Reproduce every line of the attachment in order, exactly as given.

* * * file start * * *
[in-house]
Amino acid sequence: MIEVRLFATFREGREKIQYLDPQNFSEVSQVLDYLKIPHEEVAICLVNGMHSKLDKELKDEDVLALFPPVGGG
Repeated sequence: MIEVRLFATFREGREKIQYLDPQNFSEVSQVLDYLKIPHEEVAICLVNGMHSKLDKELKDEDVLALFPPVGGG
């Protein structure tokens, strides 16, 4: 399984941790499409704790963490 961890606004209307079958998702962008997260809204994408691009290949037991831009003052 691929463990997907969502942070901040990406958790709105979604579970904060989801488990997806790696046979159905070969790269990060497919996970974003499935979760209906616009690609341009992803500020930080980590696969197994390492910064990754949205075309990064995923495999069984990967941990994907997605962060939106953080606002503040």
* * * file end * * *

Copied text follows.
[in-house]
Amino acid sequence: MIEVRLFATFREGREKIQYLDPQNFSEVSQVLDYLKIPHEEVAICLVNGMHSKLDKELKDEDVLALFPPVGGG
Repeated sequence: MIEVRLFATFREGREKIQYLDPQNFSEVSQVLDYLKIPHEEVAICLVNGMHSKLDKELKDEDVLALFPPVGGG
């Protein structure tokens, strides 16, 4: 399984941790499409704790963490 961890606004209307079958998702962008997260809204994408691009290949037991831009003052 691929463990997907969502942070901040990406958790709105979604579970904060989801488990997806790696046979159905070969790269990060497919996970974003499935979760209906616009690609341009992803500020930080980590696969197994390492910064990754949205075309990064995923495999069984990967941990994907997605962060939106953080606002503040």